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November 9, 2015 - The Shelby County Sheriff’s Office is seeking the whereabouts of Keifer Joel Nelson, 17, of Joaquin. Nelson was last seen November 2 at approximately 3 a.m.
Nelson is a white male, approximately 5'7 tall and weighs 162 pounds. He has brown hair, brown eyes and a small cross tattoo between the thumb and index finger.
Anyone with information regarding Nelson is asked to contact Investigator Kevin Windham at the Shelby County Sheriff's Office 936-598-5600.
November 9, 2015 - Daniel Williamson was sworn in as the City of Center’s new Court Clerk on Monday, November 9th at 10am. Daniel was sworn in by Court Clerk Donna Dugger. The ceremony was witnessed by City of Center Judge Grover Russell, Center Police Chief Jim Albers, also on hand was Daniel’s sister and brother-in-law.
Congratulations to Daniel from the Center Police Dept.
November 6, 2015 - U.S. Highway 96 North was the scene of a single-vehicle crash outside of Center on Thursday, November 5, 2015 to which State Troopers were dispatched.
According to Texas Department of Public Safety State Trooper Taylor Buster, at 12:10pm Bencie Allen Mancil Sr., 67, of Hemphill was traveling southbound on U.S. Highway 96, north of Loop 500, in a grey 2014 Dodge Ram 2500 pickup truck. Due to a medical issue, Mancil lost control of the truck which crossed the northbound traffic lanes and left the roadway to the left, striking a guardrail and coming to rest against some trees in a wooded area.
Mancil was determined at the scene to have not received injury from the crash. No citations were reported to have been issued at the time of the crash. Trooper Cpl. Jimmy Faulkner assisted with the crash investigation.
November 6, 2015 - AUSTIN – Texas marks a grim milestone this weekend as at least one fatality has occurred each and every day on state roadways since Nov. 7, 2000. That’s 5,478 consecutive days with at least one fatality. In an effort to end this deadly 15-year streak, the Texas Department of Transportation, through its #EndTheStreakTX campaign, reminds drivers to stay alert, obey traffic laws and take personal responsibility behind the wheel.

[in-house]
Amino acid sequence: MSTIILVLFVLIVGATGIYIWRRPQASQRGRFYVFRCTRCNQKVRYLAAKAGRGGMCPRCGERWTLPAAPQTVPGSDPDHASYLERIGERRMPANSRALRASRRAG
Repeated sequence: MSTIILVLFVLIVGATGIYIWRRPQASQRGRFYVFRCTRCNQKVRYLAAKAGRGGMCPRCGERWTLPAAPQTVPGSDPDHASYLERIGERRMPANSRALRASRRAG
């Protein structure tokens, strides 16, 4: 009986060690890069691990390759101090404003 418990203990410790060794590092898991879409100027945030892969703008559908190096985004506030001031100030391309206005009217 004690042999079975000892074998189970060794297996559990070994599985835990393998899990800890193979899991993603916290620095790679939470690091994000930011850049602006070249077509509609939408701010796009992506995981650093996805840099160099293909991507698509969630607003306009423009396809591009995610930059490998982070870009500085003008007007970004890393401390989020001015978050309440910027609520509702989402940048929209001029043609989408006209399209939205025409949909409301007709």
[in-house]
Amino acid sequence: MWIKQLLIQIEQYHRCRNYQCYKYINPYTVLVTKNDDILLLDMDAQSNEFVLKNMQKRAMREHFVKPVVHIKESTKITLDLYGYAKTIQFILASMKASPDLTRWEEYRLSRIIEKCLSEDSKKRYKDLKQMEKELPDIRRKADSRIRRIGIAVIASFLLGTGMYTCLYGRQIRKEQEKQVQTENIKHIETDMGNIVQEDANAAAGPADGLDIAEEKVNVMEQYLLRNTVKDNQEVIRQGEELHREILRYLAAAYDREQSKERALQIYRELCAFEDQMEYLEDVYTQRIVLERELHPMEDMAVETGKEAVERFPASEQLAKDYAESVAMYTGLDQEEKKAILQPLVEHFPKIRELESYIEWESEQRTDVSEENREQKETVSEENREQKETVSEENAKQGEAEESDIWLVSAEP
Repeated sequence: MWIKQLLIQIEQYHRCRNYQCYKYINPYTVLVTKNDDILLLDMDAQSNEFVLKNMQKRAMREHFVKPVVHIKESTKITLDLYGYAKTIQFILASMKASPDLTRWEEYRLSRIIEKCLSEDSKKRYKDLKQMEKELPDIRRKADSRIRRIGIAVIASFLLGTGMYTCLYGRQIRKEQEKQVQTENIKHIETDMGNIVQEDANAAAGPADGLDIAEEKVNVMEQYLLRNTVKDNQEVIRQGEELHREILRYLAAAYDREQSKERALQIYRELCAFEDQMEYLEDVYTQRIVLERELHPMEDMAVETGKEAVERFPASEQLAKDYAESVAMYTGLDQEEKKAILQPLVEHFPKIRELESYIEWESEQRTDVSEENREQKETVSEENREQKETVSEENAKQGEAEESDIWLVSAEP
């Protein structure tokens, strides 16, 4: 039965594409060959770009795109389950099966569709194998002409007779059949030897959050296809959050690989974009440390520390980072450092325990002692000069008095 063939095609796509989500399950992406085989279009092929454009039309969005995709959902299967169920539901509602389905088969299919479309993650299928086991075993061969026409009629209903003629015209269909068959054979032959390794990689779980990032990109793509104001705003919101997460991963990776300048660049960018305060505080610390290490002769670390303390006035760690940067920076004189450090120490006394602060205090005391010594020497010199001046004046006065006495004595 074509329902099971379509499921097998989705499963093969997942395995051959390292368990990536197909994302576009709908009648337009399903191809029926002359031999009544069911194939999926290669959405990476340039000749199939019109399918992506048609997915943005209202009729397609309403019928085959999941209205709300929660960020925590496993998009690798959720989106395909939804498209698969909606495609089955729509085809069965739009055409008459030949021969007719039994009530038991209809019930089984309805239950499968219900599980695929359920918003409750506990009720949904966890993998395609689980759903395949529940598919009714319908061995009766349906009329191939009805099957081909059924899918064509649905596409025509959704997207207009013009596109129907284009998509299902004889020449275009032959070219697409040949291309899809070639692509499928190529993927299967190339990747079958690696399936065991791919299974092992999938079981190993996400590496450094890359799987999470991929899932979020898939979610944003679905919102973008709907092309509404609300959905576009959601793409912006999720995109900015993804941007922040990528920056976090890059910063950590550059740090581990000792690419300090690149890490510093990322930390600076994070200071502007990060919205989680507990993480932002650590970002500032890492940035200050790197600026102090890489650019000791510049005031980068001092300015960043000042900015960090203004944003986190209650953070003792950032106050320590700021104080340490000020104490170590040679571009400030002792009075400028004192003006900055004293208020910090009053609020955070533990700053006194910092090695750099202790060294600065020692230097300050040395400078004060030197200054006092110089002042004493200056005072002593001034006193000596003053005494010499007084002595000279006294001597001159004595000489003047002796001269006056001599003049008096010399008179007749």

“More than 50,000 people have been killed on Texas roadways over the past 15 years and that number is a sobering reminder that we must do everything in our power to stay focused and safe while driving,” said TxDOT Executive Director LtGen Joe Weber, USMC (Ret). “These crashes have killed spouses, children, friends and neighbors, and shattered the lives of those they left behind. We can stop this staggering streak if all drivers make it a priority to be safe, focused and responsible.”
Throughout November, TxDOT’s social media pages will share facts and information about the last 15 years of roadway fatalities and invite Texans to publicly show their commitment to ending the streak of deadly days by sharing these posts with the hashtag #EndTheStreakTX. TxDOT also will invite the public to share personal stories of loved ones lost in car crashes on its social media pages using photo and video testimonials with the hashtag #EndTheStreakTX.
Since Nov. 7, 2000, fatalities resulting from motor vehicle crashes on Texas roadways have numbered 51,832. A leading cause of fatalities continues to be alcohol, with distracted driving and a lack of seat belt use also being major causes.
To decrease the chances of roadway crashes and fatalities, TxDOT reminds drivers to:
- Buckle seatbelt – all passengers need to be buckled
- Never drink and drive – drunk driving kills; get a sober ride home
- Pay attention – put phone away and avoid distractions
- Drive the speed limit – always follow speed limits and drive slower speeds when weather or conditions warrant
For more information, contact Rhonda Oaks, Lufkin public information officer, at Rhonda.Oaks@txdot.gov or call (936) 633-4395.
November 5, 2015 (Album) - Shelbyville ISD High School was host to Texas A&M AgriLife Extension Service Passenger Safety Project representatives who were instructing students on the dangers of distracted driving on Wednesday, November 4, 2015.
Bev Kellner and Mike Guidry Passenger Safety Project visiting schools across Texas to enlighten students about the consequences of distracted driving. The program began in the Shelbyville ISD cafeteria where a slide show presentation was given by Kellner and Guidry depicting many of the causes of distracted driving and how to try and avoid such incidents.
Kellner said statistically teens are more likely to want to text than call someone on their cellular phone and studies have even demonstrated the addictive attraction of texting by monitoring the release of endorphin in someone who receives a text message. She stated teens are at the highest risk of the danger of distracted driving, but adults are also at risk. Kellner quizzed the students as to how many have parents that text and drive with a large number raising their hands to indicate they have parents who text and drive.